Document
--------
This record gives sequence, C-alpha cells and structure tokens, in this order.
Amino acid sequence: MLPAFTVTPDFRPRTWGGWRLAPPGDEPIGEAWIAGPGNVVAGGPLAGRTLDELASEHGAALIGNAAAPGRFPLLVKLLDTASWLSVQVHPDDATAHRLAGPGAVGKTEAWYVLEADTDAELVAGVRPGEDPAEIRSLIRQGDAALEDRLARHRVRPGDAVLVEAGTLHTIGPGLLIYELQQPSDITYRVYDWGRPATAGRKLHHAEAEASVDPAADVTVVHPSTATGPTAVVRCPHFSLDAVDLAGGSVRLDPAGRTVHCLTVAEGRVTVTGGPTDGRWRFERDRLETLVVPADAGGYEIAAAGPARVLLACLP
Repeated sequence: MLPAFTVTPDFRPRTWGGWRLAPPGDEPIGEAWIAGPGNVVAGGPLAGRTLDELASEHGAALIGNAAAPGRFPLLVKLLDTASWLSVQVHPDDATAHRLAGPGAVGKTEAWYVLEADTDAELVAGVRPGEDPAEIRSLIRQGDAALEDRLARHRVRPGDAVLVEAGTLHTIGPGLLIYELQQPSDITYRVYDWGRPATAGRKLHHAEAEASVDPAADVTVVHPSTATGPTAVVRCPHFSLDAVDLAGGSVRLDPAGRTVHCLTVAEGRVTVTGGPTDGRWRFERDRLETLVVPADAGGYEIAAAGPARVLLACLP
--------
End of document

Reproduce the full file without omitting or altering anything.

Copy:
This record gives sequence, C-alpha cells and structure tokens, in this order.
Amino acid sequence: MLPAFTVTPDFRPRTWGGWRLAPPGDEPIGEAWIAGPGNVVAGGPLAGRTLDELASEHGAALIGNAAAPGRFPLLVKLLDTASWLSVQVHPDDATAHRLAGPGAVGKTEAWYVLEADTDAELVAGVRPGEDPAEIRSLIRQGDAALEDRLARHRVRPGDAVLVEAGTLHTIGPGLLIYELQQPSDITYRVYDWGRPATAGRKLHHAEAEASVDPAADVTVVHPSTATGPTAVVRCPHFSLDAVDLAGGSVRLDPAGRTVHCLTVAEGRVTVTGGPTDGRWRFERDRLETLVVPADAGGYEIAAAGPARVLLACLP
Repeated sequence: MLPAFTVTPDFRPRTWGGWRLAPPGDEPIGEAWIAGPGNVVAGGPLAGRTLDELASEHGAALIGNAAAPGRFPLLVKLLDTASWLSVQVHPDDATAHRLAGPGAVGKTEAWYVLEADTDAELVAGVRPGEDPAEIRSLIRQGDAALEDRLARHRVRPGDAVLVEAGTLHTIGPGLLIYELQQPSDITYRVYDWGRPATAGRKLHHAEAEASVDPAADVTVVHPSTATGPTAVVRCPHFSLDAVDLAGGSVRLDPAGRTVHCLTVAEGRVTVTGGPTDGRWRFERDRLETLVVPADAGGYEIAAAGPARVLLACLP